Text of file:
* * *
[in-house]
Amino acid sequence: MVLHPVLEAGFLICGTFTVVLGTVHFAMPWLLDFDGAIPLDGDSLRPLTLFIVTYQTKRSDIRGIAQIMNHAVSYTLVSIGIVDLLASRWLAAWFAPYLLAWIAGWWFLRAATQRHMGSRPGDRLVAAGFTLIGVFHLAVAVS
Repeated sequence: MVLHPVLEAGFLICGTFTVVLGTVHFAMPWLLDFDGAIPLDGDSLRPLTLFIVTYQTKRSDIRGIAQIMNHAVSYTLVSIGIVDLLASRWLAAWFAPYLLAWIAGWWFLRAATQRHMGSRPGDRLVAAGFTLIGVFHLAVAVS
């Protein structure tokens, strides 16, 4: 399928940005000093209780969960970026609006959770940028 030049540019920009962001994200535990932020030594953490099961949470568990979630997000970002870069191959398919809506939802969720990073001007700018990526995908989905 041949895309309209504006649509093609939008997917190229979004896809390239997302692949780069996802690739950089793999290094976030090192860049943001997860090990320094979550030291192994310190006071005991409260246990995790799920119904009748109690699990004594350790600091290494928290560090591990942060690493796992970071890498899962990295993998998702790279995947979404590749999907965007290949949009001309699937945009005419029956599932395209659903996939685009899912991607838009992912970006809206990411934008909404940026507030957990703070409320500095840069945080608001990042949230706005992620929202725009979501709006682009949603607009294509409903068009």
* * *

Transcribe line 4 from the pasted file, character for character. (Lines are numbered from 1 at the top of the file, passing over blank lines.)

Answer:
């Protein structure tokens, strides 16, 4: 399928940005000093209780969960970026609006959770940028 030049540019920009962001994200535990932020030594953490099961949470568990979630997000970002870069191959398919809506939802969720990073001007700018990526995908989905 041949895309309209504006649509093609939008997917190229979004896809390239997302692949780069996802690739950089793999290094976030090192860049943001997860090990320094979550030291192994310190006071005991409260246990995790799920119904009748109690699990004594350790600091290494928290560090591990942060690493796992970071890498899962990295993998998702790279995947979404590749999907965007290949949009001309699937945009005419029956599932395209659903996939685009899912991607838009992912970006809206990411934008909404940026507030957990703070409320500095840069945080608001990042949230706005992620929202725009979501709006682009949603607009294509409903068009």